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Christian comedian knows she can laugh at herself
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Comedian Chonda Pierce performs Feb. 9 at the Georgia Mountains Center in Gainesville.

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Chonda Pierce tells jokes about being committed to a psychiatric hospital on her new DVD, "Staying Alive ... Laughing."

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Chonda Pierce tells jokes about being an empty nester on her new DVD, "Staying Alive ... Laughing."
No matter what your denomination is, Chonda Pierce just wants you to loosen up.

The trick, she said — at least in doing stand-up comedy — is to find that balance between what’s funny and what’s stepping over the line.

"It’s an interesting part of our (Christian comedy) genre — clean comedy is not always Christian comedy. But comedy is very subjective," she said. "Everyone is avoiding words that cause people to pay fines or have to go to a racism class. Well, multiply that by 17 different denominations or the definition of the rapture, then multiply that by the men’s and women’s issues.

"And every now and then you step on a mine. You pray you don’t step on enough of them that you don’t blow up your whole career."

Pierce brings her act to the Georgia Mountains Center on Feb. 9 in support of her latest DVD, "Staying Alive ... Laughing!"

Growing up the daughter of a minister in South Carolina, Pierce said her chosen career path wasn’t one her mama would have wanted her to follow. But a six-year stint impersonating Minnie Pearl at a theme park gave her a different perspective on comedy, and rather than joke about other people or the audience, Pierce said she soon learned to make fun of herself instead.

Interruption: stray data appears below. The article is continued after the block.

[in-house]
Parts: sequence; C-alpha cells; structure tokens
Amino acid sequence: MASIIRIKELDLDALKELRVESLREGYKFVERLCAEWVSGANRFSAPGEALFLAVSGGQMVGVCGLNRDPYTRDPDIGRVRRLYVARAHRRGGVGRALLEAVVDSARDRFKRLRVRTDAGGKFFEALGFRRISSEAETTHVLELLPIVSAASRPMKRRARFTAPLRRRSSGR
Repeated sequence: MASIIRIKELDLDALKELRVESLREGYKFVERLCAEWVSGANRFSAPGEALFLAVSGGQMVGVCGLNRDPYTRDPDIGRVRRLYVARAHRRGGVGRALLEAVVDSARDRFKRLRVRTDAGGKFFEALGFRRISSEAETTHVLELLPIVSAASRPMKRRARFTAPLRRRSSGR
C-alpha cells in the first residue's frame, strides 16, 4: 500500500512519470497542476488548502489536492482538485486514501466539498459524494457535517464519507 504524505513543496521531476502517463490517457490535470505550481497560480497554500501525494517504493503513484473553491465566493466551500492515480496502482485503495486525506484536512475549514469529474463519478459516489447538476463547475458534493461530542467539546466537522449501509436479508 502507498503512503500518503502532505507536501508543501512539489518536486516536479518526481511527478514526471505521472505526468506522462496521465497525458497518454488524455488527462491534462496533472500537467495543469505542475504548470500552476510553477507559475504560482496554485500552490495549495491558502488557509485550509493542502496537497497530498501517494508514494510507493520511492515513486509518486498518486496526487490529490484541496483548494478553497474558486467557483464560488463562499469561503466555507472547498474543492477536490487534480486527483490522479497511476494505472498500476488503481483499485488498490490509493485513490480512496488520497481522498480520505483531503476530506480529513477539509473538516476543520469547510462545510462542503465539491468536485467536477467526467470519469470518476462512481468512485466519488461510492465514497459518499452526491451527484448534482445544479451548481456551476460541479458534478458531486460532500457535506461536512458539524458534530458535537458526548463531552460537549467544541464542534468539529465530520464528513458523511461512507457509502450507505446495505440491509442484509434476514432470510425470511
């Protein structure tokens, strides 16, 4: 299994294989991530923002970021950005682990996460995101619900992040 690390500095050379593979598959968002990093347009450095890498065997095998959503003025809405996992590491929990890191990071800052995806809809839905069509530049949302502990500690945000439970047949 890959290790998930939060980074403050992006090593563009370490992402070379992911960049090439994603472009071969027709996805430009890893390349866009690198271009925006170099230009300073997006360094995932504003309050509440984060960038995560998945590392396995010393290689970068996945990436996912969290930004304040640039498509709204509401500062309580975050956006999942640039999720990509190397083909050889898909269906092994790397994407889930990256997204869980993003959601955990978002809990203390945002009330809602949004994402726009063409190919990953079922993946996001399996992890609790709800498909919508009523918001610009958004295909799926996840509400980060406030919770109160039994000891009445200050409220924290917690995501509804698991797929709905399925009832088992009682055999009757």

"(Minnie Pearl) created an entire city of people, and the joke was always on an imaginary person or herself," she said. "That was a safe way to go."

As a Christian comedian, Pierce said that’s a good way to start when trying to please a range of comedic expectations.

"If people are going to actually know we’re Christian, they’re going to come with a little bit of an expectation that you better not embarrass God," she said, adding that most of her material comes from simple, everyday experiences.

"Most of it does become, of course, stuff that happens to me and my friends around me," Pierce said. "Actually, you feel like you’re having a conversation with a bunch of friends, and I love that aspect of my job. At the same time, you have to discern what out of your household can be used."

Last year, Pierce experienced a bout with depression that led her to stays in two clinics. But even this isn’t spared the comedic sword, she said, and elements of that experience have found their way into her routine as well.

And while some audiences are offended by this, Pierce said, don’t be. After 20 years in the business, she just sees it as another way she’s growing up.

For example, in her "Staying Alive" video, Pierce tells a joke about sleeping with her husband. When some audiences get offended by this, she reminds them, "I basically just told you I sleep with my husband.

"(For) a brand new comic out of the box, that might be the end of their Christian comedy career," she said. "I’ve been around long enough that I’ve gained a little bit of trust with my crowd. I can be myself. At the same time, I am finding some of the authentic moments I’m going through, that makes a Christian crowd a little nervous.

But all this is simply part of being comfortable in her own skin.

"I think the best part of who I am now is I’m not tiptoeing ... I cannot please an encyclopedia full of denominations; all I need is to please my God."

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